Each of these possible suspects is a differential diagnosis that fits the patient’s condition. By utilizing the three P’s of the secondary assessment, a student might find enough information to rule in or out some of these suspects.
The Three P’s
To help EMT students find a starting point for their secondary assessment, one of three paths should be chosen: past, present, or patient. Each is a quick way to group some of the questions that should be asked and tasks that should be done if time allows.
With these three roads to travel, where to start will be based on the patient’s presentation, chief complaint, and, perhaps most important, what you want to get accomplished.
The possibility of a stroke could be addressed by a stroke scale performed during a physical assessment. Intoxication, while EMS providers do not normally carry breathalyzers, could also be examined in a physical presentation, including smell and odor of ETOH and in a SAMPLE history of alcoholism. Hypoglycemia is perhaps the easiest to address by performing a diagnostic blood glucose reading. Trauma could be noted by a DCAP-BTLS assessment performed during a head-to-toe physical. Heat exhaustion could be determined by asking questions found in the OPQRST and examining for signs during a physical assessment.
Questions Lead to Questions
Questions asked in both the past and present paths could spiderweb off into other pertinent questions. Students are encouraged to explore these questions but be mindful not to be led astray. The idea is to remain focused but thorough.
A patient presenting with abdominal pain may cause students to venture off their initial path with additional inquiries.
“When was your last bowel movement?”
“Have you had any recent changes in your diet?”
“Is anyone else in the house also complaining of similar problems?”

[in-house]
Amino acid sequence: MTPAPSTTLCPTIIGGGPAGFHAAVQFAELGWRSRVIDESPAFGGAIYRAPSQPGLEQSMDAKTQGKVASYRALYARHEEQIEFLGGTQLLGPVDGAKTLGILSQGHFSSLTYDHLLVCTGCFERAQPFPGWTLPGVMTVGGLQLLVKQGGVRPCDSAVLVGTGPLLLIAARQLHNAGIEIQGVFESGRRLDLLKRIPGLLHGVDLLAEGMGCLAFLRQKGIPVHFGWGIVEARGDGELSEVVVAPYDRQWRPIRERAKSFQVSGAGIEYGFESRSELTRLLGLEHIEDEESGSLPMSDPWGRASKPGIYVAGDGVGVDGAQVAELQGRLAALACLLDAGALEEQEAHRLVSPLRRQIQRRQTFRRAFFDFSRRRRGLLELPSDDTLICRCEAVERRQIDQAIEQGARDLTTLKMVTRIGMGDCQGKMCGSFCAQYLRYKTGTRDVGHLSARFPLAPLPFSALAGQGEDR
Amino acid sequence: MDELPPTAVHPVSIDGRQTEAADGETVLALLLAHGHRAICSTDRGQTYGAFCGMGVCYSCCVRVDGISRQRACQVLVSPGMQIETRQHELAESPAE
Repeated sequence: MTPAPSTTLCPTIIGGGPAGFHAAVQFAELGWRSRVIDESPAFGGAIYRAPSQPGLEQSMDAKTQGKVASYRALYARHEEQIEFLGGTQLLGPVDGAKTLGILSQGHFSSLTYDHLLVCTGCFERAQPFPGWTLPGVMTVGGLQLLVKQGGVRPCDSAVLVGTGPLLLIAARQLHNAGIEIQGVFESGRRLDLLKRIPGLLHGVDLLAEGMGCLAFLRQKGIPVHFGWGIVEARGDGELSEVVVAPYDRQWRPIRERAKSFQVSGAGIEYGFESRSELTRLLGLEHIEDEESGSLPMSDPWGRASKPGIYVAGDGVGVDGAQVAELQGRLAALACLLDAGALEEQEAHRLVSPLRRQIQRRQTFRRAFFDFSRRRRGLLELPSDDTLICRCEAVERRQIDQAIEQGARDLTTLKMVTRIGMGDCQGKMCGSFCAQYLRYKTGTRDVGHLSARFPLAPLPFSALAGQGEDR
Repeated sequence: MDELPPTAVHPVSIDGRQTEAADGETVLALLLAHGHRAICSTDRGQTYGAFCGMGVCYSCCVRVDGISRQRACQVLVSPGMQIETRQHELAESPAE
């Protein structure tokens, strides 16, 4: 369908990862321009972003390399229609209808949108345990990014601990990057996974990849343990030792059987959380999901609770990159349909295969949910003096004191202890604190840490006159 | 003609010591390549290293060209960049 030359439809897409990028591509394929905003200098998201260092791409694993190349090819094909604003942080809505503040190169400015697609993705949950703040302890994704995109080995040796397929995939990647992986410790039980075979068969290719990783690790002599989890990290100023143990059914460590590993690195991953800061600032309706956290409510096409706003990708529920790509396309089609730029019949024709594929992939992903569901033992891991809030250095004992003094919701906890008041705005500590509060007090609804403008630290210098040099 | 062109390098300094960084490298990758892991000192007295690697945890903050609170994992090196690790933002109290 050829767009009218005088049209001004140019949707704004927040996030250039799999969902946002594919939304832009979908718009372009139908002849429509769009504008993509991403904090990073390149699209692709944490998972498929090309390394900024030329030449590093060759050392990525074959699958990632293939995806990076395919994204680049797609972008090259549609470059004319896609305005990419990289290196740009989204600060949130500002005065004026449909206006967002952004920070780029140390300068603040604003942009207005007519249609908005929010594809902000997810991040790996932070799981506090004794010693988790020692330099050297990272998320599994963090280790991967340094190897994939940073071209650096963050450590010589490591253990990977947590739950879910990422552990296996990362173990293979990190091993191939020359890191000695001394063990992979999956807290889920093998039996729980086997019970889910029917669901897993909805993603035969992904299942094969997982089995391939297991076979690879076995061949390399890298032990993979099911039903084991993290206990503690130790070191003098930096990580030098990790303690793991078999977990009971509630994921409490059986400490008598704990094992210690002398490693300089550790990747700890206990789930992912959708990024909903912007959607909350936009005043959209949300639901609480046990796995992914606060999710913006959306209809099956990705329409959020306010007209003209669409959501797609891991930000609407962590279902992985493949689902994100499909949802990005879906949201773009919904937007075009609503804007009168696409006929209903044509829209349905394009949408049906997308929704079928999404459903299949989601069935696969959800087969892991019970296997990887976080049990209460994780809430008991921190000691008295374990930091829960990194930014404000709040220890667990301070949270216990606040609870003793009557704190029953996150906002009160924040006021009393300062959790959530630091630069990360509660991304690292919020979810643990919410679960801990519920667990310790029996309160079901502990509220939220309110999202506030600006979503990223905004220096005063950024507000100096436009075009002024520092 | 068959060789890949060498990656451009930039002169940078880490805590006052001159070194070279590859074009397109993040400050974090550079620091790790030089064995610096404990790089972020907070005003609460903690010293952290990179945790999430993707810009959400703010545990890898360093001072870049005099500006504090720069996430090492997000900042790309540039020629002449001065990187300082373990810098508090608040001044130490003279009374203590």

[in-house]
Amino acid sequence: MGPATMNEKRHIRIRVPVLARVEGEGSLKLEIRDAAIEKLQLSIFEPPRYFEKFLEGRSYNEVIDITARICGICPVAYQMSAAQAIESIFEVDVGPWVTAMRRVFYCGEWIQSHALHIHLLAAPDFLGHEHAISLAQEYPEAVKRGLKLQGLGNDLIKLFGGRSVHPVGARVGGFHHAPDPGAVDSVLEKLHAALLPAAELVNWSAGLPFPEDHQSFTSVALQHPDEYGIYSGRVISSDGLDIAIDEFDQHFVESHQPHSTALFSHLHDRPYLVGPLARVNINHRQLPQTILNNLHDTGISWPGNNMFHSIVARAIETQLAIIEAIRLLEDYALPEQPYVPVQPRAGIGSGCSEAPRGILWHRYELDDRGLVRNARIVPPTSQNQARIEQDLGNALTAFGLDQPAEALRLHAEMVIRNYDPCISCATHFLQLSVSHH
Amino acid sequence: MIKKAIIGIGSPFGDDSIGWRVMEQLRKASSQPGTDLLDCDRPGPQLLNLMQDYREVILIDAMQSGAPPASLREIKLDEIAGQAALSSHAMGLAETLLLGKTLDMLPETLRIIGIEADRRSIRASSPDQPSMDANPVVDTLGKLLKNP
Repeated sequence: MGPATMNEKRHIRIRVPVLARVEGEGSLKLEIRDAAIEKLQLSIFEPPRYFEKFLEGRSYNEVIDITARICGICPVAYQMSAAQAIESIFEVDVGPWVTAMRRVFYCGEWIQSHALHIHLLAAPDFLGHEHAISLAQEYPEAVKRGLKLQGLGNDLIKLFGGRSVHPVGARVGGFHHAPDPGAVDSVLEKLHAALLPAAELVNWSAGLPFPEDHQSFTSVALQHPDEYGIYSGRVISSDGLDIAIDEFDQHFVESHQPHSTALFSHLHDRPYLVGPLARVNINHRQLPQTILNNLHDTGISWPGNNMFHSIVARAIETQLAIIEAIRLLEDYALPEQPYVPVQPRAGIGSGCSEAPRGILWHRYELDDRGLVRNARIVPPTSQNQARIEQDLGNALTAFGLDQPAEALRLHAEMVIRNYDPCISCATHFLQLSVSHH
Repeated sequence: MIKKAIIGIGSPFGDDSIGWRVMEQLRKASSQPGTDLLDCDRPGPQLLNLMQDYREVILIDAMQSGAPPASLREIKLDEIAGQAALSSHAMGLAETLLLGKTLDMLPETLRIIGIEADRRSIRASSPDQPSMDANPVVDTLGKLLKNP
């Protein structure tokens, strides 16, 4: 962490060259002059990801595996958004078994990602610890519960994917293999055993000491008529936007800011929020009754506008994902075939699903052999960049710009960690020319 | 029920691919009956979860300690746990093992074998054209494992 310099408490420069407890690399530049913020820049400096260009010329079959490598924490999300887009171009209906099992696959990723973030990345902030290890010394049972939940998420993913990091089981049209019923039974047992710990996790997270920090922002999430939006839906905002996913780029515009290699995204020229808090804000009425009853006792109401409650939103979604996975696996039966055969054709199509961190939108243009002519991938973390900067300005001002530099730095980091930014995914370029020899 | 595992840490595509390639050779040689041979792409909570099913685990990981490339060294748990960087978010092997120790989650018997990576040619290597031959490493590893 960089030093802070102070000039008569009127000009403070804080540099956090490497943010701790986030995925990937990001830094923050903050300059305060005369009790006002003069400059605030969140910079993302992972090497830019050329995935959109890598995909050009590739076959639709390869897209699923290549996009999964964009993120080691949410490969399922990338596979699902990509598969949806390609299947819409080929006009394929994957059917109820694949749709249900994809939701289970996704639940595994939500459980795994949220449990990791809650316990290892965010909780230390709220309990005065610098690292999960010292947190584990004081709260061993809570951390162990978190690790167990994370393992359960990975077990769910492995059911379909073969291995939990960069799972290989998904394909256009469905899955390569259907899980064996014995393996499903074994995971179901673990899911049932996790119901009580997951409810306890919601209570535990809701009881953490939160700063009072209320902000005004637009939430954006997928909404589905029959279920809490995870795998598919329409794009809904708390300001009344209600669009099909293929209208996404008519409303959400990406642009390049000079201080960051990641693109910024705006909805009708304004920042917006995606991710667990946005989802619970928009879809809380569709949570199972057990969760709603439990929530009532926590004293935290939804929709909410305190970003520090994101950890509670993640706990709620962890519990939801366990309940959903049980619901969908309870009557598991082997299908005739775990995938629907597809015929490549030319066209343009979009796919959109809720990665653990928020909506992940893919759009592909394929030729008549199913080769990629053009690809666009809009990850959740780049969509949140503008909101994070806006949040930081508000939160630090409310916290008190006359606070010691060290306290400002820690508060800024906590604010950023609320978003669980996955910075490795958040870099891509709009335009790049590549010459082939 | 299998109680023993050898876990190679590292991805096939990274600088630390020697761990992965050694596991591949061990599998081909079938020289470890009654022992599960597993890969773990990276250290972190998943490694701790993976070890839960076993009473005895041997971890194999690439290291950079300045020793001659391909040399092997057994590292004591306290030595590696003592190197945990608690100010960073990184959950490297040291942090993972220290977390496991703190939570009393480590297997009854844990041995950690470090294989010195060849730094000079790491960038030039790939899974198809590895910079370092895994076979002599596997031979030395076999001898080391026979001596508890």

“Do you still have your appendix?”
“When was your last menstrual cycle?”
All these questions are valid if they pertain to a patient’s chief complaint; however, they might not be explored if the student is unwilling to veer off the path and explore information based on what their patient tells them.
The secondary assessment has the potential to be the most challenging and most fun part of teaching the full patient assessment. It’s filled with much more color then the relatively black-and-white decisions found in the scene size-up and primary survey, and it’s more exciting to explore than the seemingly routine things seen in the ongoing assessment.
The secondary assessment should make the EMT student feel empowered to explore and discover. Critical thinking will occur when students begin to realize why they ask the questions they ask and how that information fits with possible differential diagnoses. Teaching critical thinking will change emergency medical technicians into emergency medical clinicians.
Paul Serino, NRP, CCT-P, BS, is a 19-year paramedic and a full-time faculty member in the EMS program at St. Petersburg College in St. Petersburg, Fla. In addition to an associate degree in EMS, Paul has a bachelor’s degree in journalism and has contributed a number of articles to EMS World. He is currently working on his master’s degree in education.